URUMQI, China – China on Monday blamed Muslim extremists trained in Pakistan for launching one of two deadly weekend attacks in a troubled far western region, while overseas activists feared the government could respond by cracking down on ethnic Uighurs widely blamed for the unrest.
Sunday's attack left 11 dead, including five suspected assailants, in the Silk Road city of Kashgar.
Authorities have not pinpointed suspects behind clashes a day earlier in the city that killed seven, including one of two men who allegedly hijacked a truck and rammed it into a crowd.
The weekend violence raised tensions across the Xinjiang region on China's western frontier, which has been under tight security since 2009 when almost 200 people were killed in fighting between Han Chinese and minority Uighurs, a largely Muslim ethnic group that sees Xinjiang as its homeland.
The German-based World Uyghur Congress said it feared the violence could prompt a government crackdown on Uighurs still blamed for the unrest two years ago.
Kashgar issued warrants and offered 100,000 yuan ($16,000) for information leading to the arrest of two Uighur suspects allegedly seen fleeing the scene of Sunday's attack. The city said a "group of armed terrorists" had stormed a restaurant and killed the owner and a waiter before setting fire to the building.
The suspects then ran out into the street and stabbed civilians at random, killing another four people and injuring 12, the city said. Police fired at the suspects, killing four on the scene while a fifth died later in a hospital.
The city said Monday an initial investigation showed members of the group allegedly behind Sunday's attack had been trained in explosives and firearms in Pakistani camps run by the banned East Turkestan Islamic Movement, a militant group advocating independence for Xinjiang. It offered no proof in the statement on its website. China says the group is allied with Al Qaeda.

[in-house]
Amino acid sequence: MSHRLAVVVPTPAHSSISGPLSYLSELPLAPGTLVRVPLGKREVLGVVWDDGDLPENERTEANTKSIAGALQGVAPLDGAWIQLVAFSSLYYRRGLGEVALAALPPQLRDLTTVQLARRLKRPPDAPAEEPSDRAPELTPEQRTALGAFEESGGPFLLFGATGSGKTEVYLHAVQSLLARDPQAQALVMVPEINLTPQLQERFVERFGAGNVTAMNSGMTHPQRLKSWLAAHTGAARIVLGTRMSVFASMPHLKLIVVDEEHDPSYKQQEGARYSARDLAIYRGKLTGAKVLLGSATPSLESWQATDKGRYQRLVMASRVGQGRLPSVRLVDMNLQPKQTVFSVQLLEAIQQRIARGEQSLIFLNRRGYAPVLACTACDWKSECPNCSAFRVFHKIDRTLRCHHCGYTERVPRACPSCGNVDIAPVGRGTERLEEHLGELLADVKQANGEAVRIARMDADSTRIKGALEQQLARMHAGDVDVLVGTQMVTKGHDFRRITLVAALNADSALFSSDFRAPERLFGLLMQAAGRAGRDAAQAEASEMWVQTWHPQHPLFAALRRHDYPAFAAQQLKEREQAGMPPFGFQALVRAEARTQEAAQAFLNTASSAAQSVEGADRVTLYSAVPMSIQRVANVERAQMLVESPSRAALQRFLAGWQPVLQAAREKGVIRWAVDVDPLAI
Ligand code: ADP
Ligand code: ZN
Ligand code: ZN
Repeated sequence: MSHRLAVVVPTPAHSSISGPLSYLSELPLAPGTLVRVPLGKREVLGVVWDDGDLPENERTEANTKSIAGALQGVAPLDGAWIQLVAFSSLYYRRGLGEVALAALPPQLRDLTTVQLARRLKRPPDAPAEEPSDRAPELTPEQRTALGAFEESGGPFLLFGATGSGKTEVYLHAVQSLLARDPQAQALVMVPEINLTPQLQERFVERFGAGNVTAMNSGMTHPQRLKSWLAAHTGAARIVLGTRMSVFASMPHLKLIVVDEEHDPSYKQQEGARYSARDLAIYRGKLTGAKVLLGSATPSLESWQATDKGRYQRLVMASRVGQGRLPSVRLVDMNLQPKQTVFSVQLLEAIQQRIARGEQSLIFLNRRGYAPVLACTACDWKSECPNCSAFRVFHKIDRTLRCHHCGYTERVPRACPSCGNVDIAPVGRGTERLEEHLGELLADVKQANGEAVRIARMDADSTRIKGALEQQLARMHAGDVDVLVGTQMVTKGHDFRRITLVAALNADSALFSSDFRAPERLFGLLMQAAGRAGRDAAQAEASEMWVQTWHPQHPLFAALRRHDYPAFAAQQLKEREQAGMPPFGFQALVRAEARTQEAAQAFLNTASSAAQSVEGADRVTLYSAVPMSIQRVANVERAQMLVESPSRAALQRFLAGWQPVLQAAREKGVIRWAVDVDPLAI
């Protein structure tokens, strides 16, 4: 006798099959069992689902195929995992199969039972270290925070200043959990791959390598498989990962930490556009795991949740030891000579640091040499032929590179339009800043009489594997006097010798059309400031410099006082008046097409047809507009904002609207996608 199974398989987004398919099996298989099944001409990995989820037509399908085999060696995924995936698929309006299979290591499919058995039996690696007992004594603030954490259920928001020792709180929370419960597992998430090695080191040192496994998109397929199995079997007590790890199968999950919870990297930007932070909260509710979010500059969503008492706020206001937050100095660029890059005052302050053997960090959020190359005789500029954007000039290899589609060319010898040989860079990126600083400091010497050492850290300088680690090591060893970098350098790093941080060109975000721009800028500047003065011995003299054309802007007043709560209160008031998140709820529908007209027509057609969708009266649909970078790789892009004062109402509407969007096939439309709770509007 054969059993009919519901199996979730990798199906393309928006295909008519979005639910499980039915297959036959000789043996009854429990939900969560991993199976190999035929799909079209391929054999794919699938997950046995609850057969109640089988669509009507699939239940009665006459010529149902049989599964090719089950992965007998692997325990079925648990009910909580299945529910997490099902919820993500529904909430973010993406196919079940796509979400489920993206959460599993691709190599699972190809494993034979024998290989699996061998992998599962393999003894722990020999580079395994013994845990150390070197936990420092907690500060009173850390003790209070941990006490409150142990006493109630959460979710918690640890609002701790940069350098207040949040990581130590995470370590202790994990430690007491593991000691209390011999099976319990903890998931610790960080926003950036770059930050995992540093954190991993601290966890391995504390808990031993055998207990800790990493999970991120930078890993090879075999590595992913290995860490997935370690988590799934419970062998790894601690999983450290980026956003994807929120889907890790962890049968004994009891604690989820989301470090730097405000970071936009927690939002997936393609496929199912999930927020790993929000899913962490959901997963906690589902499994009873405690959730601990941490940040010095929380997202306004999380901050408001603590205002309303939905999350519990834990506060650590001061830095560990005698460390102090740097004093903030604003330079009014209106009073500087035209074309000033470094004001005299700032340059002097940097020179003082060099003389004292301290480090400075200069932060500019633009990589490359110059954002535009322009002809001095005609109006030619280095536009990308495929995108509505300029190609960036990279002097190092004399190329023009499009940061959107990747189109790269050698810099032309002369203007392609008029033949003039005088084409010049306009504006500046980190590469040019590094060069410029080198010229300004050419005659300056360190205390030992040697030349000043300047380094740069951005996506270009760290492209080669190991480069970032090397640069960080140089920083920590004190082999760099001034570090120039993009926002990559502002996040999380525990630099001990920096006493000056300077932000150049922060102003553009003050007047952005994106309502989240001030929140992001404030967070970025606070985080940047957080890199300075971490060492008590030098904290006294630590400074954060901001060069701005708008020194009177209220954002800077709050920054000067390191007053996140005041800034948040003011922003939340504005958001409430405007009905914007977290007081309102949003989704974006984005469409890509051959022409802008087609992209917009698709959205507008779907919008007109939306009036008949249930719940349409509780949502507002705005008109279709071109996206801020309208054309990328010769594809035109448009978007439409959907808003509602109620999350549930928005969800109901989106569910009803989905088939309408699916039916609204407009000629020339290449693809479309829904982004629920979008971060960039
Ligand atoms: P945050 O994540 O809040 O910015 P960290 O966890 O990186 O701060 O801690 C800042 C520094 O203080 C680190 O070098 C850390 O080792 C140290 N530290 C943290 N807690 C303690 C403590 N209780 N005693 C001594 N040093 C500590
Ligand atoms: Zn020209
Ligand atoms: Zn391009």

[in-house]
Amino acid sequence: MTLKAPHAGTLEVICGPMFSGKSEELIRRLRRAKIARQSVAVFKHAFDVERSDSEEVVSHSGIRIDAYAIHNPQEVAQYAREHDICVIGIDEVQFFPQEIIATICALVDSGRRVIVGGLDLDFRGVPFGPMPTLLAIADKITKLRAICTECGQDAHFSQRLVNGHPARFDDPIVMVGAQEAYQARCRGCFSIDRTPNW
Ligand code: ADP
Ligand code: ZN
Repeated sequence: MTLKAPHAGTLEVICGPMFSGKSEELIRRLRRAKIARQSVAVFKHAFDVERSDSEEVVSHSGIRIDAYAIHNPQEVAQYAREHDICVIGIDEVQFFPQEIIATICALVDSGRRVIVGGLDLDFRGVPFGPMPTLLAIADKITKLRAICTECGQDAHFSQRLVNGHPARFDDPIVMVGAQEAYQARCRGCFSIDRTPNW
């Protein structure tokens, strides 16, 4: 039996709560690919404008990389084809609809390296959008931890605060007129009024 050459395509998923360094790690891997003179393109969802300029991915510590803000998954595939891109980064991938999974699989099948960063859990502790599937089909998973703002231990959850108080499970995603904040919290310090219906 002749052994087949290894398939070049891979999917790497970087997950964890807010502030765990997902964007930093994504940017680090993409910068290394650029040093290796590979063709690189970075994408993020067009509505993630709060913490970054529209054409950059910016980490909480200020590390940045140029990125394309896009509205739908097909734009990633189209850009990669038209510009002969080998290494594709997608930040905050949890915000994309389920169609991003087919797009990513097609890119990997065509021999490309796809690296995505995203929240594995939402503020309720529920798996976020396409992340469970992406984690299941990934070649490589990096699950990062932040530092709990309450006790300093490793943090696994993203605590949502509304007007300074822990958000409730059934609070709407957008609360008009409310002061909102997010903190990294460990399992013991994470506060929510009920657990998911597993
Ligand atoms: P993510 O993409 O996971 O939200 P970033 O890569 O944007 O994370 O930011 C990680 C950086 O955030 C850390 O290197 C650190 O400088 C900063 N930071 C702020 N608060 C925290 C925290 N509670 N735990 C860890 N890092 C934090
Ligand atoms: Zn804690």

Pakistan, a key ally to China, condemned the violence and offered support in combating the East Turkestan Islamic Movement. A Foreign Ministry statement said it was "fully confident" the people of Xinjiang autonomous region and the Chinese government "will succeed in frustrating evil designs of the terrorists, extremists and separatists, who constitute an evil force."
Xinjiang region has been beset by ethnic conflict and a sometimes-violent separatist movement by Uighurs, who say they have been marginalized as more majority Han Chinese move into the region.
The Communist Party secretary of Xinjiang held an emergency meeting in Urumqi after the attacks and ordered a crackdown on religious extremism and "illegal religious activities," the official Xinhua News Agency said.
"People in Xinjiang should stay vigilant and recognize that terrorist attackers are the 'common enemies of all ethnic groups,"' Zhang Chunxian was quoted as saying.
A spokesman for the World Uyghur Congress, which advocates nonviolence, said Uighurs were increasingly staging protests against their treatment within China.
"Uighurs have no peaceful way to oppose the Chinese government, so some have taken to extreme measures. It is unthinkable, but it is the reality, and Beijing should take responsibility to deal with these issues," Dilxat Raxit told The Associated Press from his base in Sweden.
Deadly clashes Saturday in Kashgar, after two knife-wielding men hijacked a truck and rammed it into a crowd, left seven people dead and injured 22 injured. A police official said that after leaving the truck, the men had started attacking individuals who retaliated and killed one of the attackers while capturing the other. The attack was being investigated and the motive still unclear, said the official from the Xinjiang regional public security bureau, who refused to be identified by name as is common with Chinese officials.
China defends its treatment of minorities, saying all ethnic groups are treated equally and that tens of billions of dollars in investment and aid have dramatically raised living standards.
Police patrolled Kashgar on Monday, but locals said security is usually strong in Xinjiang's main cities.
"I took a bus to work as usual this morning and saw police armed with rods patrolling on streets," said a woman at Hua'an International Travel Service, who only gave her surname, Zhao. "Seven or eight of them were in a group, but the police patrol the streets everyday."
Xinjiang is China's Central Asian frontier, bordering Pakistan, Afghanistan, Russia and other countries. Kashgar was an important hub on the ancient route through which Chinese silk and other goods reached Europe.